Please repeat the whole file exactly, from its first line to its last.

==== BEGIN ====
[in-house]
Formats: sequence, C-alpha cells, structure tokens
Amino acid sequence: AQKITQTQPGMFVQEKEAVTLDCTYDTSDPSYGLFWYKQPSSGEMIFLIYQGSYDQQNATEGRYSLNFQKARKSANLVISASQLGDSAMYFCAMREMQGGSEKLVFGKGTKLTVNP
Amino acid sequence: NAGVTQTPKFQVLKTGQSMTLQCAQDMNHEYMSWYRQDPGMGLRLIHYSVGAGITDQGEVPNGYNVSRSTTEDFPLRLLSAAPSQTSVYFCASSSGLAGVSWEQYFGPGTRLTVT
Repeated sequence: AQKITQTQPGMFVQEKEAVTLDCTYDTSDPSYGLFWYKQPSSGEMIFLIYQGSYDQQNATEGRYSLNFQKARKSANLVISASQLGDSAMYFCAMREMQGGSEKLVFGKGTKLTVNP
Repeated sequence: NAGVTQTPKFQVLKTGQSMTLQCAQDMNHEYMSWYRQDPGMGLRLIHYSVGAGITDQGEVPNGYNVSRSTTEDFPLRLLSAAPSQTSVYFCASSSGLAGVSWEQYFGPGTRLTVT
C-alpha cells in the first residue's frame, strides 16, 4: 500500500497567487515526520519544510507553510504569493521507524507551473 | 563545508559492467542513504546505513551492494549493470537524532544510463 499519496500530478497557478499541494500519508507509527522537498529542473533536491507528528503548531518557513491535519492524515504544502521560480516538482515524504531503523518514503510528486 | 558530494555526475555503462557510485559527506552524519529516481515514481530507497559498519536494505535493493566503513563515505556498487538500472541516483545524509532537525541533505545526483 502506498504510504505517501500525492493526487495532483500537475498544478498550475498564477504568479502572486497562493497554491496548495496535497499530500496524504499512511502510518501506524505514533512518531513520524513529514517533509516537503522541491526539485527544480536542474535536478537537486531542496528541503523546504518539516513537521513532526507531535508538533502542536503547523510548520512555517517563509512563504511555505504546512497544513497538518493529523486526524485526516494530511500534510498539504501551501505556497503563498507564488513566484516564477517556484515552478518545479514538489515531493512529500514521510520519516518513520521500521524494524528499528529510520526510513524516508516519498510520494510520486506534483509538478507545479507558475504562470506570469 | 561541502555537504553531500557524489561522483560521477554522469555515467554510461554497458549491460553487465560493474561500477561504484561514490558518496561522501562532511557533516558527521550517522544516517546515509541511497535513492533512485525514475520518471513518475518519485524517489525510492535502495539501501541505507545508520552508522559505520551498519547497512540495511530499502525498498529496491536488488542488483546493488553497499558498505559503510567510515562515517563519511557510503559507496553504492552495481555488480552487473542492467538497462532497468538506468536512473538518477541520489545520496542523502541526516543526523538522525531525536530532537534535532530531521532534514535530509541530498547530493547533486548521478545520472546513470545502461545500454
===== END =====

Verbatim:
[in-house]
Formats: sequence, C-alpha cells, structure tokens
Amino acid sequence: AQKITQTQPGMFVQEKEAVTLDCTYDTSDPSYGLFWYKQPSSGEMIFLIYQGSYDQQNATEGRYSLNFQKARKSANLVISASQLGDSAMYFCAMREMQGGSEKLVFGKGTKLTVNP
Amino acid sequence: NAGVTQTPKFQVLKTGQSMTLQCAQDMNHEYMSWYRQDPGMGLRLIHYSVGAGITDQGEVPNGYNVSRSTTEDFPLRLLSAAPSQTSVYFCASSSGLAGVSWEQYFGPGTRLTVT
Repeated sequence: AQKITQTQPGMFVQEKEAVTLDCTYDTSDPSYGLFWYKQPSSGEMIFLIYQGSYDQQNATEGRYSLNFQKARKSANLVISASQLGDSAMYFCAMREMQGGSEKLVFGKGTKLTVNP
Repeated sequence: NAGVTQTPKFQVLKTGQSMTLQCAQDMNHEYMSWYRQDPGMGLRLIHYSVGAGITDQGEVPNGYNVSRSTTEDFPLRLLSAAPSQTSVYFCASSSGLAGVSWEQYFGPGTRLTVT
C-alpha cells in the first residue's frame, strides 16, 4: 500500500497567487515526520519544510507553510504569493521507524507551473 | 563545508559492467542513504546505513551492494549493470537524532544510463 499519496500530478497557478499541494500519508507509527522537498529542473533536491507528528503548531518557513491535519492524515504544502521560480516538482515524504531503523518514503510528486 | 558530494555526475555503462557510485559527506552524519529516481515514481530507497559498519536494505535493493566503513563515505556498487538500472541516483545524509532537525541533505545526483 502506498504510504505517501500525492493526487495532483500537475498544478498550475498564477504568479502572486497562493497554491496548495496535497499530500496524504499512511502510518501506524505514533512518531513520524513529514517533509516537503522541491526539485527544480536542474535536478537537486531542496528541503523546504518539516513537521513532526507531535508538533502542536503547523510548520512555517517563509512563504511555505504546512497544513497538518493529523486526524485526516494530511500534510498539504501551501505556497503563498507564488513566484516564477517556484515552478518545479514538489515531493512529500514521510520519516518513520521500521524494524528499528529510520526510513524516508516519498510520494510520486506534483509538478507545479507558475504562470506570469 | 561541502555537504553531500557524489561522483560521477554522469555515467554510461554497458549491460553487465560493474561500477561504484561514490558518496561522501562532511557533516558527521550517522544516517546515509541511497535513492533512485525514475520518471513518475518519485524517489525510492535502495539501501541505507545508520552508522559505520551498519547497512540495511530499502525498498529496491536488488542488483546493488553497499558498505559503510567510515562515517563519511557510503559507496553504492552495481555488480552487473542492467538497462532497468538506468536512473538518477541520489545520496542523502541526516543526523538522525531525536530532537534535532530531521532534514535530509541530498547530493547533486548521478545520472546513470545502461545500454